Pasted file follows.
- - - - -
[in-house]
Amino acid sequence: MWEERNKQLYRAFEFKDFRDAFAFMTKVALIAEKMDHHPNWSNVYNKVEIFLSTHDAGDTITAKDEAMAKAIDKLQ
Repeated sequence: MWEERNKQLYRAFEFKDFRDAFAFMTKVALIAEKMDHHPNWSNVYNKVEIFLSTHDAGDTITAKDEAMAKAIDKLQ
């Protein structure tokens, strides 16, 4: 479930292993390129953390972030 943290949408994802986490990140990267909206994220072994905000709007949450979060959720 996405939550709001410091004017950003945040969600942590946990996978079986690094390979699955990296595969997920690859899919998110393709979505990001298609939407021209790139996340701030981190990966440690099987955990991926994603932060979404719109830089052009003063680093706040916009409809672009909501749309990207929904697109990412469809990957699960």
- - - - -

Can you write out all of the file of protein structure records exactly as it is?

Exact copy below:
[in-house]
Amino acid sequence: MWEERNKQLYRAFEFKDFRDAFAFMTKVALIAEKMDHHPNWSNVYNKVEIFLSTHDAGDTITAKDEAMAKAIDKLQ
Repeated sequence: MWEERNKQLYRAFEFKDFRDAFAFMTKVALIAEKMDHHPNWSNVYNKVEIFLSTHDAGDTITAKDEAMAKAIDKLQ
């Protein structure tokens, strides 16, 4: 479930292993390129953390972030 943290949408994802986490990140990267909206994220072994905000709007949450979060959720 996405939550709001410091004017950003945040969600942590946990996978079986690094390979699955990296595969997920690859899919998110393709979505990001298609939407021209790139996340701030981190990966440690099987955990991926994603932060979404719109830089052009003063680093706040916009409809672009909501749309990207929904697109990412469809990957699960």